As we approach our second batch of law school finals, the student body lacks a sense of stress that many felt last semester. Most people want to do well, but many say they gave their all last semester, saw that law school grades are a crapshoot and decided to enjoy this semester more by not working so hard.
But then again, my classmates must be doing some work because I still haven't been able to rally a large group of One Ls to take an afternoon out of reading week to see my favorite team, the San Diego Padres, play the Cubs at the amazing Wrigley Field. Thankfully, I've managed to assemble a few folks for the outing.
There's an almost universal feeling that the effort, and stress, put into last semester was overkill, and people are determined not to do it again. A couple of examples from my personal experience illustrate this. In one class the professor used my answer for 30 percent of the test as the sample answer, but I still didn't get an A. For another test I flubbed the save on my laptop and lost an answer worth nearly 40 percent of the test and didn't get a C. The professor from the first class couldn't give a good reason why I didn't get the A even though I had one of the better answers for a big chunk of the test; the second professor couldn't really articulate why I didn't fail the other test. This all lends support to the theory that profs draw numbers from a hat.
The people I know believe they got the major concepts of each class and can identify an intentional tort and discuss the theories of causation in product liability theory. (Palsgraf-Polemis-Wagon Mound, anyone?) And that's really the important part, isn't it? We will be able to use our knowledge to practice law in a couple of years, so who cares about the grades? Oh yeah, the recruiters care, which mystifies me completely.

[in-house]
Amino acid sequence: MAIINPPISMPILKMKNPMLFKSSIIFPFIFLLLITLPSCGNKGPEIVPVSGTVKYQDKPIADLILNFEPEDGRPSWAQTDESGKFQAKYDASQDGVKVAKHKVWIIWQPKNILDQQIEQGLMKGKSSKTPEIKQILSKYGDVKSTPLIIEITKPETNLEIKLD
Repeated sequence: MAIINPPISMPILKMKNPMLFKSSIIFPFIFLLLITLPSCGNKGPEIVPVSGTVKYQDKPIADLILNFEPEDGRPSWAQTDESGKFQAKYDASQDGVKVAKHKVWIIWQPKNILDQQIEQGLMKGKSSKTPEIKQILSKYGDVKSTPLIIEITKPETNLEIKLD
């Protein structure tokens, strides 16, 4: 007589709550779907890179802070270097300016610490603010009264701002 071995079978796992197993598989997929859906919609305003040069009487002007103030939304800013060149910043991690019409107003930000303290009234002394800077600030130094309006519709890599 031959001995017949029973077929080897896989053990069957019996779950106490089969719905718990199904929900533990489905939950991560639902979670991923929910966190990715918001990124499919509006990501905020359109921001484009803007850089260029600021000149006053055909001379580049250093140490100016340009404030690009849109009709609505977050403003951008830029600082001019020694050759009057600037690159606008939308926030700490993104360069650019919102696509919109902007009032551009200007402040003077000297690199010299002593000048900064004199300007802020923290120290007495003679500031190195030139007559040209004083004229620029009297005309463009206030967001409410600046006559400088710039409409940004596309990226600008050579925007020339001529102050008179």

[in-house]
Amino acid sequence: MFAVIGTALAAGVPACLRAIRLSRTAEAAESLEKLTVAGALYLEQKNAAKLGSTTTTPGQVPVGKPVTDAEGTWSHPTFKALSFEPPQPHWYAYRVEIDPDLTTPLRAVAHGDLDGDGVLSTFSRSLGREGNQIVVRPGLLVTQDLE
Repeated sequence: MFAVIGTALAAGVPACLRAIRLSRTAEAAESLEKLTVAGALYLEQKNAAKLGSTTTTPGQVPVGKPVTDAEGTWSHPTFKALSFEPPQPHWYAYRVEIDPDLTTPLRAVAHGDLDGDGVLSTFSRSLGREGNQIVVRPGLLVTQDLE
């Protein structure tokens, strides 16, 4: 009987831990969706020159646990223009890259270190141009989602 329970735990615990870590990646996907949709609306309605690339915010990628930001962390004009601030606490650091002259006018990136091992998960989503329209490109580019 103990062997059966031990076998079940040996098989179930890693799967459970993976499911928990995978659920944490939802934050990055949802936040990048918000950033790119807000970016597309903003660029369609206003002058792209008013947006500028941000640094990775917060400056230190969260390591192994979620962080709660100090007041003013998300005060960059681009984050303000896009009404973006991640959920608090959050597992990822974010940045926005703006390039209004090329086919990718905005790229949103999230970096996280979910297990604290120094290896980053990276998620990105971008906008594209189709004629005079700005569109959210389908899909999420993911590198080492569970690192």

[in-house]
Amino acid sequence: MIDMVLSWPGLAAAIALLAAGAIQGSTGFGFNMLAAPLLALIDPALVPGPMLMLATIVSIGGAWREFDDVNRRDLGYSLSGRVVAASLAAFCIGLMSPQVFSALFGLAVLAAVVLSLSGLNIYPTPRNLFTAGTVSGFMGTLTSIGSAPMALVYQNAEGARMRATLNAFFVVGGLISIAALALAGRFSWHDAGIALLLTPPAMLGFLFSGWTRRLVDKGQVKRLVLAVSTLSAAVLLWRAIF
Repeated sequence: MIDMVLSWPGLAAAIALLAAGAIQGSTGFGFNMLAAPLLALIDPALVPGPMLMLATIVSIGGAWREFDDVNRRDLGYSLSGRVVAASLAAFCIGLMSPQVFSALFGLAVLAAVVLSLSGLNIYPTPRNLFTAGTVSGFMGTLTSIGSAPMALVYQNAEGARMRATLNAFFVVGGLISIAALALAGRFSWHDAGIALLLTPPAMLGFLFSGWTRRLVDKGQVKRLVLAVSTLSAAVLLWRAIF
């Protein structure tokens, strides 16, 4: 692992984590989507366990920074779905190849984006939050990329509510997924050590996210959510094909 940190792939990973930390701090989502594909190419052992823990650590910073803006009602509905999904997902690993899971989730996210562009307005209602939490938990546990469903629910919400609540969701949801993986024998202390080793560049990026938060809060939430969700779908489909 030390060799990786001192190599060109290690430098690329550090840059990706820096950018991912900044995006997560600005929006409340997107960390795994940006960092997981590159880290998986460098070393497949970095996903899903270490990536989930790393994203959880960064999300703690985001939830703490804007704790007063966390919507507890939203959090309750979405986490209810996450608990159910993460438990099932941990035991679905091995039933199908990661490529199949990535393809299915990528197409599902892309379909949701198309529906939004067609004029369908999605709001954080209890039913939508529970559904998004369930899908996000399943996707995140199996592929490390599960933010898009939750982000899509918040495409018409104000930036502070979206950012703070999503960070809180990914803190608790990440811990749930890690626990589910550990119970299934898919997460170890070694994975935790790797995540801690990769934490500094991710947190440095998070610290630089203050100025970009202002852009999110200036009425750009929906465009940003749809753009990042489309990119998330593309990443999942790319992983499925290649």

Obviously, everyone in law school is intelligent, and anyone who's attending law school knows the arbitrary nature of the grading system and that what separates an A- from a B+ is the toss of a coin. So shouldn't a greater emphasis be placed on the other aspects of law school, such as involvement in extracurricular activities and leadership? The specific practice areas of the law will primarily be learned on the job anyway, but leadership skills and a willingness to be involved are intangibles that people either have or don't. Then again, maybe the firms are just looking for drones to punch in the hours. I hope not. Maybe I am just biased because my skills lie more in the area I am pitching for.